Expanding pooches

Is your pooch watching its waistline?

If you type ‘overweight dogs’ into Google, it retrieves pages and pages of results covering canine exercise tips, dog food recommendations, portion advice, weighing methods and nutritional information. Overweight dogs is a ballooning trend and as animals can’t choose what food is placed in front of them – and don’t have the thumbs to pop the top off an ice cream tub – a high responsibility is placed on their owners when they become overweight.

Obesity is one of the most common health problems in Australian dogs and can lead to a range of health issues including arthritis, diabetes and heart disease. Feeding your dog the wrong type or quantity of food, overindulging in snacks and treats and not providing opportunities for regular exercise are some of the common roads that lead to overweight dogs.

In Australia, obesity in humans has become the single biggest threat to public health. Over five million Australians are obese and it has overtaken smoking as the leading cause of premature death. ‘An epidemiological study of environmental factors associated with canine obesity’, a study published in the ‘Journal of Small Animal Practice’, found a link between the likelihood of obese people owning and caring for an overweight dog. The study identified owner age, income, exercise levels and frequency of snacks as risk factors associated with canine obesity.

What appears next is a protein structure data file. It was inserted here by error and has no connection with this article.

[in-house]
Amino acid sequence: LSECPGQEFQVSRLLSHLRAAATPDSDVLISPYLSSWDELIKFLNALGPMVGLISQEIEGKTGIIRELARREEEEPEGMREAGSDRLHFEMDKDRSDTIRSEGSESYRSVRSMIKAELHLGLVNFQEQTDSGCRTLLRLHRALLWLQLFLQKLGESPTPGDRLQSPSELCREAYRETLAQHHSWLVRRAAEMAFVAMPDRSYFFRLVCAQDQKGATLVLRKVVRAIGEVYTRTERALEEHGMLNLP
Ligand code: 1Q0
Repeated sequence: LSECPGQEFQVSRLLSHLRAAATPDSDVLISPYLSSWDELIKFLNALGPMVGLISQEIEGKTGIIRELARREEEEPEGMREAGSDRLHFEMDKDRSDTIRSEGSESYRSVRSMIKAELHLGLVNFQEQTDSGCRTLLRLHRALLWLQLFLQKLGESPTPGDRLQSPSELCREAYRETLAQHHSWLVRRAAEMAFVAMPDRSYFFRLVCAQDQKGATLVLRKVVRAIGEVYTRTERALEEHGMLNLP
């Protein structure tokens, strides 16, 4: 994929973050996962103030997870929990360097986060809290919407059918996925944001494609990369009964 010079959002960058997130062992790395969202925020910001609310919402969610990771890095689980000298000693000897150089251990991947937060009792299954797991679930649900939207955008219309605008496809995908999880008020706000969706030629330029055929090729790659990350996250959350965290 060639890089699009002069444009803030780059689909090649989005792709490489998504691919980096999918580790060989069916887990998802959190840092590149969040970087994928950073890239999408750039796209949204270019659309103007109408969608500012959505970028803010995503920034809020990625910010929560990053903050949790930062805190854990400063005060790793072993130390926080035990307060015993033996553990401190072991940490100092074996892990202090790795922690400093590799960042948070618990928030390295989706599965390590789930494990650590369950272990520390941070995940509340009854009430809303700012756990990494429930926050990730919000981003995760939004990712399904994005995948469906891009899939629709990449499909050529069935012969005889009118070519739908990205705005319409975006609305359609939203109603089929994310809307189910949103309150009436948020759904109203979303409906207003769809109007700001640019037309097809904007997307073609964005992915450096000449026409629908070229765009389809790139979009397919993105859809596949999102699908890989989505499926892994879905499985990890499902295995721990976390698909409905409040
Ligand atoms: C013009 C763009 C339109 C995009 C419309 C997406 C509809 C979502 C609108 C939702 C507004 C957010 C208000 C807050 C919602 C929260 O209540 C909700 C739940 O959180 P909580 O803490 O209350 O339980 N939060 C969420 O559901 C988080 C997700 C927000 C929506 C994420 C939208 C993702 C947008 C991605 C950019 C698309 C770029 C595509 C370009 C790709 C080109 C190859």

The prevalence of canine obesity has paved the way for a new industry to develop to help combat the mounting issue. Weight loss dog centres and canine fitness classes are springing up around the globe and typically involve an initial consultation to determine the severity of the weight gain before tailoring a treatment plan.

While underlying health conditions can be a contributing factor to obesity, when otherwise healthy dogs gain excess weight it generally comes down to consuming far more calories than they are burning.

If your dog is overweight it is likely to be apparent just by looking at them. From above, dogs in a healthy weight range should have a distinct waist, between the end of the rib cage and the start of the hind quarters. If you apply light pressure over your dog’s back and sides, you should be able to feel the spine and rib cage under your hand. Looking from the side, the area behind your dog’s ribs should be smaller than the chest, although this may vary as a guide depending on the breed.

Tips for keeping your dog’s weight in check:

  • Treats can be useful, especially in training, just be sure to pick healthy options and dish them out sparingly – make sure they don’t make up more than 10% of your dog’s daily food intake
  • Choose the correct type and quantity of food for your dog’s breed and age
  • Routinely weigh your dog – it’s easy to miss gradual weight gain
  • Ensure there are no underlying medical conditions contributing to obesity – make sure your dog is examined by a vet

To insure your pet’s health visit medibank.com.au

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